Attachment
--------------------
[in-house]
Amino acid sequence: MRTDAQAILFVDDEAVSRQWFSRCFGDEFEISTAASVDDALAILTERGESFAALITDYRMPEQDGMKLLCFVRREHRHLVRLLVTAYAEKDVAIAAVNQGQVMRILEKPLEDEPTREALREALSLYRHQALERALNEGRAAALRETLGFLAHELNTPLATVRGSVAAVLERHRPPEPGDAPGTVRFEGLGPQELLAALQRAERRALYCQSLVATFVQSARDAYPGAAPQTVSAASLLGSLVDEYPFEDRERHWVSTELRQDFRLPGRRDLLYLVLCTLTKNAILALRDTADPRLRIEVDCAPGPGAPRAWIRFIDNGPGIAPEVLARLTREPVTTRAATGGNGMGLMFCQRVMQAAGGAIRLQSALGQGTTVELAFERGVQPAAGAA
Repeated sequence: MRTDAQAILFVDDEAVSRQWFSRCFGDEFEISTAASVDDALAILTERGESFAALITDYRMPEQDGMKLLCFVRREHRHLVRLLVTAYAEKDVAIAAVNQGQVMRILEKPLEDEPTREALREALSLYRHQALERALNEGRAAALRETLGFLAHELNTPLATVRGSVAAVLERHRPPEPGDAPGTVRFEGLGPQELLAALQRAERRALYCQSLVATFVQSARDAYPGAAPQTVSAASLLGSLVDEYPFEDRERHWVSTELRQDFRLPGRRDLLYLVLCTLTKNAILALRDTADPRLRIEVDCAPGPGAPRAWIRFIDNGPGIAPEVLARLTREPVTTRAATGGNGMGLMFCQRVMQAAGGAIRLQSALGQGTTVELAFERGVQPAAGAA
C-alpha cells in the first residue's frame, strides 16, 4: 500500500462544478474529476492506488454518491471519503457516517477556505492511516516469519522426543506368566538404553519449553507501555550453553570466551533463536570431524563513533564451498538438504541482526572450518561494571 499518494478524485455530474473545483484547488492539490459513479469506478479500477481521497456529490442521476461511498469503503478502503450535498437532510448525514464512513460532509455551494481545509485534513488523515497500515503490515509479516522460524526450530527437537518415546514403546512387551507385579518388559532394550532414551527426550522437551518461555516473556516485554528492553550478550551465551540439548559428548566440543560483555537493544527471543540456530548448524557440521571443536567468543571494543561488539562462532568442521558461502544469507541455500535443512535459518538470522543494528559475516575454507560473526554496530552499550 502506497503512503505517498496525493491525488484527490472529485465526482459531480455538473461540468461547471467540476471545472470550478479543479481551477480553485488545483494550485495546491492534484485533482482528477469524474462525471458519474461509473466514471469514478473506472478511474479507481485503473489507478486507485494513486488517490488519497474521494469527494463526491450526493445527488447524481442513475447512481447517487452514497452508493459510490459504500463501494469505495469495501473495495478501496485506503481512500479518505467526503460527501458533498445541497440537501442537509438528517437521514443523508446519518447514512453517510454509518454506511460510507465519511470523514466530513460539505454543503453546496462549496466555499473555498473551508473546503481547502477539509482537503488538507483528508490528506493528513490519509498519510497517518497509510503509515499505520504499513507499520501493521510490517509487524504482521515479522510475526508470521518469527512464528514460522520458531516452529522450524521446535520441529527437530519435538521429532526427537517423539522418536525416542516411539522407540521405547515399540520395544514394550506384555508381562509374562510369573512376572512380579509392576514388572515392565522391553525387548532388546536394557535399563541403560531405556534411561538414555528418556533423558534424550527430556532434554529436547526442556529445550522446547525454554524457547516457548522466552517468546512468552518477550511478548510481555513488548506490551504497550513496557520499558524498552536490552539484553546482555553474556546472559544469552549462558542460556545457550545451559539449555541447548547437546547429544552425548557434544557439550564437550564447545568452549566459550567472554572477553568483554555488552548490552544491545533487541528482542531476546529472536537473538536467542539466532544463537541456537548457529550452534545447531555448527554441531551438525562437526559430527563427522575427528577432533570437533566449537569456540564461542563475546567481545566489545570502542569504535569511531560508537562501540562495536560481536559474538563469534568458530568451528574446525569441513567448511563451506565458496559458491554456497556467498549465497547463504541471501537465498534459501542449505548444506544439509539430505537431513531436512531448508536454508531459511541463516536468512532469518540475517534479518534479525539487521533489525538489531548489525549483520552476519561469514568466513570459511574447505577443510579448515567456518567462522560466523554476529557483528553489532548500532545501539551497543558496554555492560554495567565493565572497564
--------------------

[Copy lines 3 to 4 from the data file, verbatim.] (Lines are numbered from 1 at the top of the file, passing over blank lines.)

Repeated sequence: MRTDAQAILFVDDEAVSRQWFSRCFGDEFEISTAASVDDALAILTERGESFAALITDYRMPEQDGMKLLCFVRREHRHLVRLLVTAYAEKDVAIAAVNQGQVMRILEKPLEDEPTREALREALSLYRHQALERALNEGRAAALRETLGFLAHELNTPLATVRGSVAAVLERHRPPEPGDAPGTVRFEGLGPQELLAALQRAERRALYCQSLVATFVQSARDAYPGAAPQTVSAASLLGSLVDEYPFEDRERHWVSTELRQDFRLPGRRDLLYLVLCTLTKNAILALRDTADPRLRIEVDCAPGPGAPRAWIRFIDNGPGIAPEVLARLTREPVTTRAATGGNGMGLMFCQRVMQAAGGAIRLQSALGQGTTVELAFERGVQPAAGAA
C-alpha cells in the first residue's frame, strides 16, 4: 500500500462544478474529476492506488454518491471519503457516517477556505492511516516469519522426543506368566538404553519449553507501555550453553570466551533463536570431524563513533564451498538438504541482526572450518561494571 499518494478524485455530474473545483484547488492539490459513479469506478479500477481521497456529490442521476461511498469503503478502503450535498437532510448525514464512513460532509455551494481545509485534513488523515497500515503490515509479516522460524526450530527437537518415546514403546512387551507385579518388559532394550532414551527426550522437551518461555516473556516485554528492553550478550551465551540439548559428548566440543560483555537493544527471543540456530548448524557440521571443536567468543571494543561488539562462532568442521558461502544469507541455500535443512535459518538470522543494528559475516575454507560473526554496530552499550 502506497503512503505517498496525493491525488484527490472529485465526482459531480455538473461540468461547471467540476471545472470550478479543479481551477480553485488545483494550485495546491492534484485533482482528477469524474462525471458519474461509473466514471469514478473506472478511474479507481485503473489507478486507485494513486488517490488519497474521494469527494463526491450526493445527488447524481442513475447512481447517487452514497452508493459510490459504500463501494469505495469495501473495495478501496485506503481512500479518505467526503460527501458533498445541497440537501442537509438528517437521514443523508446519518447514512453517510454509518454506511460510507465519511470523514466530513460539505454543503453546496462549496466555499473555498473551508473546503481547502477539509482537503488538507483528508490528506493528513490519509498519510497517518497509510503509515499505520504499513507499520501493521510490517509487524504482521515479522510475526508470521518469527512464528514460522520458531516452529522450524521446535520441529527437530519435538521429532526427537517423539522418536525416542516411539522407540521405547515399540520395544514394550506384555508381562509374562510369573512376572512380579509392576514388572515392565522391553525387548532388546536394557535399563541403560531405556534411561538414555528418556533423558534424550527430556532434554529436547526442556529445550522446547525454554524457547516457548522466552517468546512468552518477550511478548510481555513488548506490551504497550513496557520499558524498552536490552539484553546482555553474556546472559544469552549462558542460556545457550545451559539449555541447548547437546547429544552425548557434544557439550564437550564447545568452549566459550567472554572477553568483554555488552548490552544491545533487541528482542531476546529472536537473538536467542539466532544463537541456537548457529550452534545447531555448527554441531551438525562437526559430527563427522575427528577432533570437533566449537569456540564461542563475546567481545566489545570502542569504535569511531560508537562501540562495536560481536559474538563469534568458530568451528574446525569441513567448511563451506565458496559458491554456497556467498549465497547463504541471501537465498534459501542449505548444506544439509539430505537431513531436512531448508536454508531459511541463516536468512532469518540475517534479518534479525539487521533489525538489531548489525549483520552476519561469514568466513570459511574447505577443510579448515567456518567462522560466523554476529557483528553489532548500532545501539551497543558496554555492560554495567565493565572497564